It is important to note that reporting the same or similar data under various standards can create inefficiencies in companies’ compliance performance. The TSRS provides some guidance to companies on addressing sustainability and climate risks and opportunities. However, where it lacks appropriate provisions, the GRI and ESRS can complement the TSRS. It is crucial to ensure that any use of the GRI and ESRS does not conflict with the TSRS. Turkish companies exporting to the EU or involved in EU-based companies’ value chains must incorporate ESRS standards into their processes, along with TSRS to the extent permitted.

In this context, Turkish companies must establish a uniform, all-encompassing, and adaptable reporting procedure that adheres to various reporting standards. Thorough examination of the relevant reporting standards, identification of commonalities and discrepancies, and devising a flexible reporting process that takes them into account are necessary to achieve this. To achieve effective sustainability reporting management, companies in Türkiye must seek professional advice when determining the reporting scope and processes to follow. This is crucial, given that sustainability reporting is a relatively new concept in the country.


Türkiye has taken a significant step towards mandatory corporate sustainability reporting by introducing the TSRS. This move marks a new era of sustainability reporting in Türkiye and reflects the country’s commitment to aligning with regional and global reporting standards. Sustainable practices have been historically slow to be adopted in corporate management. However, recent initiatives such as the adoption of GRI standards by Borsa Istanbul and the launch of the BIST Sustainability Index demonstrate the growing recognition of the importance of structured sustainability measurement.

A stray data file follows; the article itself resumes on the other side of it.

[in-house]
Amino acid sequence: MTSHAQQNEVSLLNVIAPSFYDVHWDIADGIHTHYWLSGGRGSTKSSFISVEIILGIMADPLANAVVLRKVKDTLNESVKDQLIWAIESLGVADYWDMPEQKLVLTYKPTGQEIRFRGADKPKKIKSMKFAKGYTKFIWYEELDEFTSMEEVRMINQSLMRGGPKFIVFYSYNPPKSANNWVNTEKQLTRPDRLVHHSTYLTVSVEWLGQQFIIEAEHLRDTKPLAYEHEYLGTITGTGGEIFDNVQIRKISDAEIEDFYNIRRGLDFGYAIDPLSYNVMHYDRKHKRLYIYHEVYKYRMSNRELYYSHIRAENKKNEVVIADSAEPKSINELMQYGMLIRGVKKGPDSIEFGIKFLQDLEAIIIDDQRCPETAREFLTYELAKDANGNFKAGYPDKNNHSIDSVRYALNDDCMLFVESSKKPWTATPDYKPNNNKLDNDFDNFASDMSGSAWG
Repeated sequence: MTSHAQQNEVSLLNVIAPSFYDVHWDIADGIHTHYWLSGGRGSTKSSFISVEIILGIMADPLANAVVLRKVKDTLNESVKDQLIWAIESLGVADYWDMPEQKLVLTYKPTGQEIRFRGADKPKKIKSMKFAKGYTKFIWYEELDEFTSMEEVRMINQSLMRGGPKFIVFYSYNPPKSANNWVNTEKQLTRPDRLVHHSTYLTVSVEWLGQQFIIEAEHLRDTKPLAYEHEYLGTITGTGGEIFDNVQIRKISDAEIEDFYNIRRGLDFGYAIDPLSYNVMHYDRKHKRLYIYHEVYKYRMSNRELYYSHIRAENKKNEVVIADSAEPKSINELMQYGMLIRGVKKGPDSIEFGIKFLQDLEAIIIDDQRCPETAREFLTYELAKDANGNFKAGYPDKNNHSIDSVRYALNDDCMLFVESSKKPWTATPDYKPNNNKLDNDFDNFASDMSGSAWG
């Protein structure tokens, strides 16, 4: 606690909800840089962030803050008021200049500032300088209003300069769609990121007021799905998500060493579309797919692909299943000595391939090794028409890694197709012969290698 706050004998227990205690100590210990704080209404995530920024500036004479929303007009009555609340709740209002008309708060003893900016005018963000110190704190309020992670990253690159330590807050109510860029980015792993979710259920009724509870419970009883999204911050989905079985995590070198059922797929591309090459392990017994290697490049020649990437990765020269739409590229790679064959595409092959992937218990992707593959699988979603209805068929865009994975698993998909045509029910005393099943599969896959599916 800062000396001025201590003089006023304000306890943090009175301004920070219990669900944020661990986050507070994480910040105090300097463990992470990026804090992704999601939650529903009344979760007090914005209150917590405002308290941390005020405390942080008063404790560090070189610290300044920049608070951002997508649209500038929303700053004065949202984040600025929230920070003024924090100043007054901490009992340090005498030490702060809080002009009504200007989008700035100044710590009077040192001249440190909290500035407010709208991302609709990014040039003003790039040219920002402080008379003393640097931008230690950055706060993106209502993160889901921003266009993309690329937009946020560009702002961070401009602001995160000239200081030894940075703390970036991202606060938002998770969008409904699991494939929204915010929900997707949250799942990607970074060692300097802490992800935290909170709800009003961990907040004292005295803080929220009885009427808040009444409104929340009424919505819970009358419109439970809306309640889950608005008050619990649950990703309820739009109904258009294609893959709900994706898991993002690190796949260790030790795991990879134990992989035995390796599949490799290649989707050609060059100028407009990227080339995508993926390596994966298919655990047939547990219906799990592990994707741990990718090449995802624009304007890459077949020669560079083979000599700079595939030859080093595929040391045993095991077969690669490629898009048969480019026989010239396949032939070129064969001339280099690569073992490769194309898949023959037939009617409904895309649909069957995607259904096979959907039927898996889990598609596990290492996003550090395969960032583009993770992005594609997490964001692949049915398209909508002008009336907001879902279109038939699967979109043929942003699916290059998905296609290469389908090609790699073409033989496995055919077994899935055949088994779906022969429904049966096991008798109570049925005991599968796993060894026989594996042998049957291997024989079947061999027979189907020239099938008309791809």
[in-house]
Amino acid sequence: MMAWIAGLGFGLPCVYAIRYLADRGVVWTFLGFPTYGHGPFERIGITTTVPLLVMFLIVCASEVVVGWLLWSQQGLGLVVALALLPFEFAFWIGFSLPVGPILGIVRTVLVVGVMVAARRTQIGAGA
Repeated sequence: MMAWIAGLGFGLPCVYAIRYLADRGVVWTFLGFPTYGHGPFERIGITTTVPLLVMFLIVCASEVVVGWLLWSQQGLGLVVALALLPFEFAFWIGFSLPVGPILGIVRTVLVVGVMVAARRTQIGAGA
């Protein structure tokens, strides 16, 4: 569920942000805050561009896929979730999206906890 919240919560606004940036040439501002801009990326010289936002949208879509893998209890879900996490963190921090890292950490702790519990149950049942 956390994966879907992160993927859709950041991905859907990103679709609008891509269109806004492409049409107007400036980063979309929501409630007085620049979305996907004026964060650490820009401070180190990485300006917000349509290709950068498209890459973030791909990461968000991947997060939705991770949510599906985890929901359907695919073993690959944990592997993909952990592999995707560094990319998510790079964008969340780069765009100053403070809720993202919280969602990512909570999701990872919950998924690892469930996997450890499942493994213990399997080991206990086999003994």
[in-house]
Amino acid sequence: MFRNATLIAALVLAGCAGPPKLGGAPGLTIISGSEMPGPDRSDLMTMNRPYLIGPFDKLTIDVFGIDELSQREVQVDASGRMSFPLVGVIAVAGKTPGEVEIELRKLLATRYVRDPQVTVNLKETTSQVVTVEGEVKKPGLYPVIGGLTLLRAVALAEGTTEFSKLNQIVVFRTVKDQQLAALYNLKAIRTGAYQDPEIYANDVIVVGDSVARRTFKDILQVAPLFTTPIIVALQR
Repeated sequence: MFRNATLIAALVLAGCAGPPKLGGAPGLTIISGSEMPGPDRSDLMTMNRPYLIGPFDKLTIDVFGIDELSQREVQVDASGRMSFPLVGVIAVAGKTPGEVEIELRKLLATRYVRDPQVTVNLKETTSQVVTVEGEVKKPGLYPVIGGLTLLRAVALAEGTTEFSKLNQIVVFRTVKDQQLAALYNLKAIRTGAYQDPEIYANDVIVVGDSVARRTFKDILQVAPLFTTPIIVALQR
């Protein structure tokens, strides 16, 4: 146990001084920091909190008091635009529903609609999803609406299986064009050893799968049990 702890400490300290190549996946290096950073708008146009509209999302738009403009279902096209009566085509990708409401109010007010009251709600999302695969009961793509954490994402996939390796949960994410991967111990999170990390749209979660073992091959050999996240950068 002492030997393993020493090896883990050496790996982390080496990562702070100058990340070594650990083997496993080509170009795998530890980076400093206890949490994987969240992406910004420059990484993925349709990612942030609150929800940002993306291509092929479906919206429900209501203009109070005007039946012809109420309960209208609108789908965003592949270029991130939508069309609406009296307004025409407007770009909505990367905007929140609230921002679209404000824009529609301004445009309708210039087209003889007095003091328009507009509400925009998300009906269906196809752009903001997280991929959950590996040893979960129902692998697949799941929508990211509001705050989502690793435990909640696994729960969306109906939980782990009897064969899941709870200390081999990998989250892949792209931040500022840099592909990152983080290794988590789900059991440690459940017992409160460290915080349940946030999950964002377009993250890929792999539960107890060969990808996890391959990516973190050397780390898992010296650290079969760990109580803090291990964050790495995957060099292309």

The TSRS not only aligns Türkiye with EU regulations but also reflects global best practices, drawing from standards such as IFRS and the ISSB’s climate-related disclosures. The transitional period described in the TSRS allows companies to gradually adjust to the new reporting requirements, while also providing relief and exemptions where necessary. However, aligning TSRS with other reporting standards and managing the reporting burden efficiently remain persistent challenges.

To overcome these challenges, Turkish companies must establish robust reporting procedures that can accommodate various reporting standards, ensure coherence, and avoid duplication. To navigate this new landscape effectively, Türkiye's companies should seek professional advice and foster a culture of sustainability reporting. The introduction of TSRS marks a pivotal moment in Türkiye’s journey towards sustainable corporate practices and transparency. For more information on the TSRS and its impact on your company or business, please contact your CMS partner or your local CMS expert: Dr. Döne Yalçın, Merve Akkuş, or Deniz Tirit.